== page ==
A great song can change your life or at least make you re-evaluate certain aspects of it. It can become a legend that affects all different kinds of people. NOTHING BUT HOPE AND PASSION‘s ‘Behind The Song’ series wants to explore the stories behind those songs, in the words of the people who wrote them.
For almost two decades UK-based indie rock band BRITISH SEA POWER has been one of the country’s strongest and bravest institutions when it comes to intelligent and ambitious songs. There’s only a few groups today who manage to combine catchy melodies with a social commentary without sounding dull. They just released a truly satisfying new full-length called Let the Dancers Inherit the Party which is easily their best and sharpest release since 2008’s Do You Like Rock Music? And today we’re taking you right back to the band’s history from nearly a decade ago as they revisit their epic single Waving Flags once again. If you ask us, it’s still a big mystery why this didn’t become a huge stadium-filling anthem in the style of ARCADE FIRE‘s Wake Up. Waving Flags is a celebration of unity and human kindness against all opposing forces and since these themes are as important today as they’ve been back in 2008 (maybe even more, actually) it’s fair to revisit this BRITISH SEA POWER classic today in the words of the band’s Yan Scott Wilkinson.
It was the end of 2006 and we were in Montreal recording at Hotel2Tango with Howard Billerman (drummer of early Arcade Fire) and Efrim Menuk (Silver Mount Zion). The recording was great but we ended up continuing it back in England and then also in a beautiful Czech studio outside Prague on the edge of forest with Graham Sutton (Bark Psychosis). So in a way the song was already quite well travelled and international in a sense. At the time there was a debate about Europeans, often East Europeans arriving in the UK and whether or not it was a good thing. It seemed obvious to us it was a good thing. It was great for culture and the economy and nice to hear different languages in the street.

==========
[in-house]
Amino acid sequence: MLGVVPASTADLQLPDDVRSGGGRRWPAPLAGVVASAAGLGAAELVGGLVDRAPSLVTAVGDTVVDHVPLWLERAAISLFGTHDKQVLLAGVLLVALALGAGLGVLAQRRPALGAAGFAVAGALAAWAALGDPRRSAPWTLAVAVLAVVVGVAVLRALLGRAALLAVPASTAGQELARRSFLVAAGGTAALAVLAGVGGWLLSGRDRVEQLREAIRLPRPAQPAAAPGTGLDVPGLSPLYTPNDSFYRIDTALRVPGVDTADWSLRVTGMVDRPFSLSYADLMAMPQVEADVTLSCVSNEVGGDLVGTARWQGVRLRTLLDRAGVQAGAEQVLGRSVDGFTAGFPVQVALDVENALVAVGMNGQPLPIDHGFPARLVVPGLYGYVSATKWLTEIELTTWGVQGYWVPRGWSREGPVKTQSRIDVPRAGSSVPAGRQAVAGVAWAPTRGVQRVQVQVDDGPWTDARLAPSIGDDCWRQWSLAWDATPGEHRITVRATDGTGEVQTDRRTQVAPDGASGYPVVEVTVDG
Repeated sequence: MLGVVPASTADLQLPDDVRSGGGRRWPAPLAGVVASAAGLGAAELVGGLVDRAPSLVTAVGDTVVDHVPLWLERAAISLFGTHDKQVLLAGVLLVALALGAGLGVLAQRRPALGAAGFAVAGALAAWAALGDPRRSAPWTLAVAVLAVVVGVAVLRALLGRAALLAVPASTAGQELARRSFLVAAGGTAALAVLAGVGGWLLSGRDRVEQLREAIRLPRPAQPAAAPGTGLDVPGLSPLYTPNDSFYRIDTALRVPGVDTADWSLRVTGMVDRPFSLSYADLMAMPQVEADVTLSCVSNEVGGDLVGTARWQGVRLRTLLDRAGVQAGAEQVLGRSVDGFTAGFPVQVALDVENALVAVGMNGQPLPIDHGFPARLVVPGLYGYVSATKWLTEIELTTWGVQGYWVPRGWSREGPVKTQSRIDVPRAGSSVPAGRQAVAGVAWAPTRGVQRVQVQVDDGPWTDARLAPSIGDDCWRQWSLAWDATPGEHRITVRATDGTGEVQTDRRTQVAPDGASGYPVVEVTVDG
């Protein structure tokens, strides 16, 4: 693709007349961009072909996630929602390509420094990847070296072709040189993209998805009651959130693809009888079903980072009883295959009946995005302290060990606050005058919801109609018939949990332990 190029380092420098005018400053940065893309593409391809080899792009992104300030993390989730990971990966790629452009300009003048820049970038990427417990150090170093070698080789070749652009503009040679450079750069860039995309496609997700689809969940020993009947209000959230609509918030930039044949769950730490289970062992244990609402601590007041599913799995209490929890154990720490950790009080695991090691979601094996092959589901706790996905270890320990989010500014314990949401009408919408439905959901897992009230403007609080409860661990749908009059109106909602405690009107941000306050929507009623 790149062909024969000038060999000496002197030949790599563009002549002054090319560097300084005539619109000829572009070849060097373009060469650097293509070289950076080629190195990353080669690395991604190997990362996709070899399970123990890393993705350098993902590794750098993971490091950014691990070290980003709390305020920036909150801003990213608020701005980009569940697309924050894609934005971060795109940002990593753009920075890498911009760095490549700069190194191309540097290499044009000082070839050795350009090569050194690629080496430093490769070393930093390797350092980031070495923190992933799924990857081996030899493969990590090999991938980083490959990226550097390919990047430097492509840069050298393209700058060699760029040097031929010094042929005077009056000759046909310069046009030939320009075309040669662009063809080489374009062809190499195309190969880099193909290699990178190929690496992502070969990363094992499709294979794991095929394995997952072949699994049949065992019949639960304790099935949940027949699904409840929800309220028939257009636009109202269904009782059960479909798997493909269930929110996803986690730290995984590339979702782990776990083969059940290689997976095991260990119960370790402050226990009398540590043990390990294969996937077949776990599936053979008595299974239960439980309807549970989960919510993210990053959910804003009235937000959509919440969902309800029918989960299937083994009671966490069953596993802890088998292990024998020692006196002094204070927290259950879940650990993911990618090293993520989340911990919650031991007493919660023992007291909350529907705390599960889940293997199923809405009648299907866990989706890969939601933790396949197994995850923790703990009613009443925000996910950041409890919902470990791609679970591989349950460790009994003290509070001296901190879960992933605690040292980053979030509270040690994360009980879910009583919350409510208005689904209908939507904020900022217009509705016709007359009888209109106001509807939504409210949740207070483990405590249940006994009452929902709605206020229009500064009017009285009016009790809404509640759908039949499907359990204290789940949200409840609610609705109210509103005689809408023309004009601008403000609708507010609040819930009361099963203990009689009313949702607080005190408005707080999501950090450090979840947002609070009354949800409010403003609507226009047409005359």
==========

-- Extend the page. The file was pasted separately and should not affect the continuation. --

We couldn’t really understand why people would be unhappy about this so we thought it would be a nice guesture to take our most pop single off the album and use it to welcome in these fine people and celebrate the loosening borders and mingling of nationalities.
This was a slow development maybe influenced by the wonderful recording locations, the multi lingual Montreal and ancient beautiful Czech forest. In the meantime we were freezing in sub zero conditions in Montreal. It was beautiful and icy but very cold even in the studio. Poor Woody our drummer even had forgotten to bring a coat but seemed to be ok with it. We managed to capture about half the record there but it was far from finished, hence the trip to record in a castle back in the UK and then on to the Czech Republic. It was here that the main riff took on epic proportions with an ad hoc choir of friends to boost it. Later this gave us the chance to bring in a whole other element in the form of the wonderful London Bulgarian Choir. We had heard them singing traditional Bulgarian songs and were big fans. It was great that they were happy to help us out on tv and at gigs and festivals by singing the choir parts in their own special way live. It seemed the themes of bringing European nations together for one big party had magically come to life in the real world. We were happy to standing for something positive as well as making music that brought joy to people. It had come a long way since Martin came over to my little flat in Brighton with his guitar and some melodic ideas.
Sadly today the UK has chosen Brexit and seems destined to go its own lonely way and Trump is building walls rather than knocking them down. People seem to be more fearful and divided when they should be coming together. Its not so good but hopefully things will be ok. It seems the song is more relevant now than ever and is a favourite for us and fans live, usually a highlight. It is one of our dearest moments and I’m proud of my part in it. A celebration of humanity and peoples similarities and differences, an ode to everyone getting along and having some fun and being nice to one another.